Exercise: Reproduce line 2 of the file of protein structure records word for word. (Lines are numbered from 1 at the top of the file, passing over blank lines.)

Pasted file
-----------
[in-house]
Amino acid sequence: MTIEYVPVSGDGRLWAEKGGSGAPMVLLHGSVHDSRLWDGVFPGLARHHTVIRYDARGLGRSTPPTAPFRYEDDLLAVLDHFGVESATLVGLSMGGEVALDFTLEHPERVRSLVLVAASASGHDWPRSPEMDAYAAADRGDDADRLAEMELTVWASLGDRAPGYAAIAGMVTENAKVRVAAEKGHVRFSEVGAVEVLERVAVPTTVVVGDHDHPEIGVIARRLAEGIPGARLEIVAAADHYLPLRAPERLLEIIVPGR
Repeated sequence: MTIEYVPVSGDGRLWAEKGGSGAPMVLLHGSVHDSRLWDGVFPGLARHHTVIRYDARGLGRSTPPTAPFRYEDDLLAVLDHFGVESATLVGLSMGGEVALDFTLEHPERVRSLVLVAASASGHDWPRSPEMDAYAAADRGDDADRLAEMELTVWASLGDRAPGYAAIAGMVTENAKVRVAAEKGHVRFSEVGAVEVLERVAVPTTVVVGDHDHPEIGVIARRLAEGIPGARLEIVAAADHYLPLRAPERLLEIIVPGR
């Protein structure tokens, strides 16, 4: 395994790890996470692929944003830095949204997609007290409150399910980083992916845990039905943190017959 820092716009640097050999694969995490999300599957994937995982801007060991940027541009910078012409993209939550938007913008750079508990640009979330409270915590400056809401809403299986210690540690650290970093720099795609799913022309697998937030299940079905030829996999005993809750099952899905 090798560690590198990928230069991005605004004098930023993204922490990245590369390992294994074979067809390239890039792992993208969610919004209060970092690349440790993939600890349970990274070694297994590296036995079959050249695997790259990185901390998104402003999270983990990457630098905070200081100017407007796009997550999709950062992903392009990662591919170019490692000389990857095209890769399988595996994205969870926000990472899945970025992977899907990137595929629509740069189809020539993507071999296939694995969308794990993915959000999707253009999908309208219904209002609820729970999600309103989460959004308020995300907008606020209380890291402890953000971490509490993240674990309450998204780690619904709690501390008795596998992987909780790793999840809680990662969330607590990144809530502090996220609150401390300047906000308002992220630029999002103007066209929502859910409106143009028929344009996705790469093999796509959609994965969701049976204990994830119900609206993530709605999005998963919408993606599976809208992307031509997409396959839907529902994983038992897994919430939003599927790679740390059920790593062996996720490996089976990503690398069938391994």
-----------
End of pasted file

Amino acid sequence: MTIEYVPVSGDGRLWAEKGGSGAPMVLLHGSVHDSRLWDGVFPGLARHHTVIRYDARGLGRSTPPTAPFRYEDDLLAVLDHFGVESATLVGLSMGGEVALDFTLEHPERVRSLVLVAASASGHDWPRSPEMDAYAAADRGDDADRLAEMELTVWASLGDRAPGYAAIAGMVTENAKVRVAAEKGHVRFSEVGAVEVLERVAVPTTVVVGDHDHPEIGVIARRLAEGIPGARLEIVAAADHYLPLRAPERLLEIIVPGR